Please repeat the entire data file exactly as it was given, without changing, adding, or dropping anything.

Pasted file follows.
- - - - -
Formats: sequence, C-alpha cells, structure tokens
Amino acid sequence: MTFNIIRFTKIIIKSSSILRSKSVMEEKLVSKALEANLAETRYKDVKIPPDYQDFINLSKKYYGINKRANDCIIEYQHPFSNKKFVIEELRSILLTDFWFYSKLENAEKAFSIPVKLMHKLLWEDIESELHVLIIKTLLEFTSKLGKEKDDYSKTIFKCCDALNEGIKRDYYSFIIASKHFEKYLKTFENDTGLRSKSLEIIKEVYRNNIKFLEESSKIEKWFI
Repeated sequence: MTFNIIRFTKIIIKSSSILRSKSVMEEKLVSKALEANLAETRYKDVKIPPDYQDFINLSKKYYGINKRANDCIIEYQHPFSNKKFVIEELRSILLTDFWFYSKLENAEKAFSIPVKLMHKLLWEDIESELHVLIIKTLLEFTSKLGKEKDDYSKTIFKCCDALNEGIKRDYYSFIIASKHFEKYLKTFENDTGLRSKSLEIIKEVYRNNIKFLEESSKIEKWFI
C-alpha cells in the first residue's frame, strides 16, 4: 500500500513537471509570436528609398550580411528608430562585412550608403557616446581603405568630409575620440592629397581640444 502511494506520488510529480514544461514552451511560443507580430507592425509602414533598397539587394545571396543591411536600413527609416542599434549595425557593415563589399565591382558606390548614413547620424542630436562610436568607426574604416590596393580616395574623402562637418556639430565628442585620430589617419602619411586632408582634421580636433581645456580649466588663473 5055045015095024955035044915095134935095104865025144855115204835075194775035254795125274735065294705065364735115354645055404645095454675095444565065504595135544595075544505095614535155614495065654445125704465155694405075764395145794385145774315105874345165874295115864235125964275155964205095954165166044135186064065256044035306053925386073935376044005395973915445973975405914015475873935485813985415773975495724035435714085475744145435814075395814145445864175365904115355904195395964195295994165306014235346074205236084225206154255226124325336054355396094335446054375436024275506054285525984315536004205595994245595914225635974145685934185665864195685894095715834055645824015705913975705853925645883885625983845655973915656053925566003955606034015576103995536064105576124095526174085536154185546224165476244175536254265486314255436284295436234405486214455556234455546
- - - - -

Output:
Formats: sequence, C-alpha cells, structure tokens
Amino acid sequence: MTFNIIRFTKIIIKSSSILRSKSVMEEKLVSKALEANLAETRYKDVKIPPDYQDFINLSKKYYGINKRANDCIIEYQHPFSNKKFVIEELRSILLTDFWFYSKLENAEKAFSIPVKLMHKLLWEDIESELHVLIIKTLLEFTSKLGKEKDDYSKTIFKCCDALNEGIKRDYYSFIIASKHFEKYLKTFENDTGLRSKSLEIIKEVYRNNIKFLEESSKIEKWFI
Repeated sequence: MTFNIIRFTKIIIKSSSILRSKSVMEEKLVSKALEANLAETRYKDVKIPPDYQDFINLSKKYYGINKRANDCIIEYQHPFSNKKFVIEELRSILLTDFWFYSKLENAEKAFSIPVKLMHKLLWEDIESELHVLIIKTLLEFTSKLGKEKDDYSKTIFKCCDALNEGIKRDYYSFIIASKHFEKYLKTFENDTGLRSKSLEIIKEVYRNNIKFLEESSKIEKWFI
C-alpha cells in the first residue's frame, strides 16, 4: 500500500513537471509570436528609398550580411528608430562585412550608403557616446581603405568630409575620440592629397581640444 502511494506520488510529480514544461514552451511560443507580430507592425509602414533598397539587394545571396543591411536600413527609416542599434549595425557593415563589399565591382558606390548614413547620424542630436562610436568607426574604416590596393580616395574623402562637418556639430565628442585620430589617419602619411586632408582634421580636433581645456580649466588663473 5055045015095024955035044915095134935095104865025144855115204835075194775035254795125274735065294705065364735115354645055404645095454675095444565065504595135544595075544505095614535155614495065654445125704465155694405075764395145794385145774315105874345165874295115864235125964275155964205095954165166044135186064065256044035306053925386073935376044005395973915445973975405914015475873935485813985415773975495724035435714085475744145435814075395814145445864175365904115355904195395964195295994165306014235346074205236084225206154255226124325336054355396094335446054375436024275506054285525984315536004205595994245595914225635974145685934185665864195685894095715834055645824015705913975705853925645883885625983845655973915656053925566003955606034015576103995536064105576124095526174085536154185546224165476244175536254265486314255436284295436234405486214455556234455546